Action on Sugar, Salt, Saturated Fat, Advertising and Supermarket Layout

“Campaign group” Action on Sugar yesterday launched their Childhood Obesity Action Plan, as requested by Jeremy Hunt MP and having read it I am again confused, baffled and befuddled, in fact nearly as much it seems, as they are.

I highlighted the many obvious problems with the Action on Sugar campaign previously noting their narrow focus and failure to acknowledge obesity as a multifaceted issue. I also more recently pointed out that their campaign had singled out sugar as uniquely damaging while espousing the virtues of fat and that this was a bad idea.

It doesn’t take a genius to work out that an obsessive focus on a single macronutrient (fat) is one of the reasons that we are where we are today, and that claims that reducing added sugar alone in processed food would solve the obesity crisis are ridiculous.

It seems however that something, somewhere has changed.

The Childhood Obesity Action Plan produced by Action on Sugar finally acknowledges that there are wider issues than just sugar reduction and that a range of measures will be required. Its not exactly a step change, the suggested measures are impractical and they still seems determined to blame the food industry for everything, but its an improvement of sorts.

However if you read the detail of the action plan you might raise an eyebrow – as unfeasibly high as Roger Moore during the 1980’s – at some of the contents.

Take Action 4 for example

Fat is a major source of calorie intake; we propose an incremental fat reduction programme similar to the salt and sugar reduction programme, to reduce fat by 15% by 2020 in all products.


Its taken them nearly six months to realise that calorie dense foods containing fat – which has about twice the calories of sugar – also need to be considered if you are to offer a joined up solution to obesity. Yes the suggest reduction constitutes only roughly 30kcal/day for 11-18 year olds but why did no one realise this for so long?

Even more surprising however is the rationale for targeting reductions in saturated fat

This should particularly focus on saturated fat, as this is the major factor controlling cholesterol levels (which is the third cause of death globally, through the vascular disease it causes, which leads to both strokes and heart attacks and peripheral vascular disease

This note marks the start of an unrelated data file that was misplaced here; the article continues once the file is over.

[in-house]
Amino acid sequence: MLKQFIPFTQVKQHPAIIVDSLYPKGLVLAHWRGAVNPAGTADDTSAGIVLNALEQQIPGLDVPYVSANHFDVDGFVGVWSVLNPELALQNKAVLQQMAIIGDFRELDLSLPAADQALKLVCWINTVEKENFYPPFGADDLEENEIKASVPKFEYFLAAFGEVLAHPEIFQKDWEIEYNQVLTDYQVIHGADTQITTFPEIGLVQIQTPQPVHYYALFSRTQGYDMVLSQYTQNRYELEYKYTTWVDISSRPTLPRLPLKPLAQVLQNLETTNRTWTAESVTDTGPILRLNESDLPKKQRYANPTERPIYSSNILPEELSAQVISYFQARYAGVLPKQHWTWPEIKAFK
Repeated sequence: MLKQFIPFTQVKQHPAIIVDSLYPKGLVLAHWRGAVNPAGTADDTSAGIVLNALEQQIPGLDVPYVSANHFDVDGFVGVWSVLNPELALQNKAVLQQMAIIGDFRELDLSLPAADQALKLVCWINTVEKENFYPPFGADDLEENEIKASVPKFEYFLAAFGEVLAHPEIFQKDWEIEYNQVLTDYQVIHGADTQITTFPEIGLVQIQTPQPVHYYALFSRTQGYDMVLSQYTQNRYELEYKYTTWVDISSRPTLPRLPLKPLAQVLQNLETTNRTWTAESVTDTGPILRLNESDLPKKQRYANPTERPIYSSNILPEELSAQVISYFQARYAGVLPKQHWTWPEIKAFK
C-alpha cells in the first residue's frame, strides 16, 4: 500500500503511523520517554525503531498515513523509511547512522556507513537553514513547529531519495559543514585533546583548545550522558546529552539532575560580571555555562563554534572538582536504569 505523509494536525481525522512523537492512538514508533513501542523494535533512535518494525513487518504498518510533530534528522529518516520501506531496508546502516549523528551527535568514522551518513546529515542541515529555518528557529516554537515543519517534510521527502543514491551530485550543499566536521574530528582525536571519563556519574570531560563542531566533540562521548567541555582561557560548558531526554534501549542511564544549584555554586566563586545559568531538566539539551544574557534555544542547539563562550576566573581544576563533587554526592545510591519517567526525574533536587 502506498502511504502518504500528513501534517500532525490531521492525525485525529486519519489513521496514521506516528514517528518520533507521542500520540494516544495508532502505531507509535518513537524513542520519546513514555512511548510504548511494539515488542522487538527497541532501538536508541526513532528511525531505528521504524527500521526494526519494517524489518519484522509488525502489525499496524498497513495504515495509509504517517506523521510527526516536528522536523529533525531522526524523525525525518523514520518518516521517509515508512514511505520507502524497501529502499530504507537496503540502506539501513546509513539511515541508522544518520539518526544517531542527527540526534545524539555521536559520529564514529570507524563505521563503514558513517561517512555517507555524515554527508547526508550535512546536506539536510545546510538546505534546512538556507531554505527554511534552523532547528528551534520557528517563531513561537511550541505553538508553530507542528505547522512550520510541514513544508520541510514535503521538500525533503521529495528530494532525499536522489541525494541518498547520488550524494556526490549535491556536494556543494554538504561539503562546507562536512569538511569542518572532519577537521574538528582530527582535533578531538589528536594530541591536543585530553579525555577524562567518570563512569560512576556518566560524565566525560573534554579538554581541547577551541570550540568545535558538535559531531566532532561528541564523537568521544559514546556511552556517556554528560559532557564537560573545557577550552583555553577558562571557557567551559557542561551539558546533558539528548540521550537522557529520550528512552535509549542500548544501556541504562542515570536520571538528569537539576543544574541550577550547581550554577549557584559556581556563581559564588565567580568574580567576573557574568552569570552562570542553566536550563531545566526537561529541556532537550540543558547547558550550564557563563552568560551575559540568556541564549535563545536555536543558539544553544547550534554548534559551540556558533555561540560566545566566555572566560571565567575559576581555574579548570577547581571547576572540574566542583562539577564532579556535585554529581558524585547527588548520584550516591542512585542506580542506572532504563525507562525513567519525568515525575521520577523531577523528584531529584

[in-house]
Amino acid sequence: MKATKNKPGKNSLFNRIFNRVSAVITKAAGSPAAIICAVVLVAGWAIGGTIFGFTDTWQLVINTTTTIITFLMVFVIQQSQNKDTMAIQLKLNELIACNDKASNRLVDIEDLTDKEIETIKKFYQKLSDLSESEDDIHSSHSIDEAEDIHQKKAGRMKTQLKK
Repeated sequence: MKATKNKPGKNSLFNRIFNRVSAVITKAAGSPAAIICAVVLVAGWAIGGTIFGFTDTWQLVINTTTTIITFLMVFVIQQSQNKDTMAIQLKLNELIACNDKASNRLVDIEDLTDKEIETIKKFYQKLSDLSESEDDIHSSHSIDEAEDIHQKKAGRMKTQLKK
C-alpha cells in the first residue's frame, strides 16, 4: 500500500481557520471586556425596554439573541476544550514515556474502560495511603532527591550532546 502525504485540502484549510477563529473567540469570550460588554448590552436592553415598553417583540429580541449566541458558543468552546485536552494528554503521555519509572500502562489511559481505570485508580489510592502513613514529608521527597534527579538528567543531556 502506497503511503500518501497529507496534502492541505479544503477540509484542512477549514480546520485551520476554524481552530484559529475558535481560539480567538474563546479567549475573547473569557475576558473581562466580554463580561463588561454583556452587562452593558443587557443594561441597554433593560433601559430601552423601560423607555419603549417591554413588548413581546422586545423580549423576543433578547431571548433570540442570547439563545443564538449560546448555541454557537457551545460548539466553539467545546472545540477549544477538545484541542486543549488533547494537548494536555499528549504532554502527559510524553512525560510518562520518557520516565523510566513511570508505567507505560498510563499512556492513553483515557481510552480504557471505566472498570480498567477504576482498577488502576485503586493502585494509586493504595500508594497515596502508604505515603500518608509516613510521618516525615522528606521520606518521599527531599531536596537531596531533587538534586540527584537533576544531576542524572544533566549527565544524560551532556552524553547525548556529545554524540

Surprising because Action on Sugars Science Director Aseem Malhotra is the very person who wrote an article in the BMJ expressly refuting each and every statement in this rationale.

Does the Science Director not set the campaigns approach based upon the consensus view of the evidence? Has he had an epiphany since last year? How are decisions taken at Action on Sugar: A coin toss? The direction of the wind? A spur of the moment decision by the author of the press release?

Does anyone really think that Action on Sugar – now seemingly Action on Sugar, Salt, Saturated Fat, Advertising and Supermarket Layout – can come up with a coherent joined up solution to obesity when their very name shows how little they understand the issues, and they have a science director who doesn’t even subscribe to the views they promote?




7 thoughts on “Action on Sugar, Salt, Saturated Fat, Advertising and Supermarket Layout

  1. We need an action group called “Action on Fat”. Just kidding! Healthy eating guidelines already encourage low-fat diets.

    In , Yoni Freedhoff points out that the obesity problem cannot be solved by tackling one factor alone. However, it doesn’t mean that the one factor shouldn’t be tackled, otherwise there would be no progress. Sugar is consumed in excessive amounts, due to its ubiquitous presence in processed foods & SSB’s.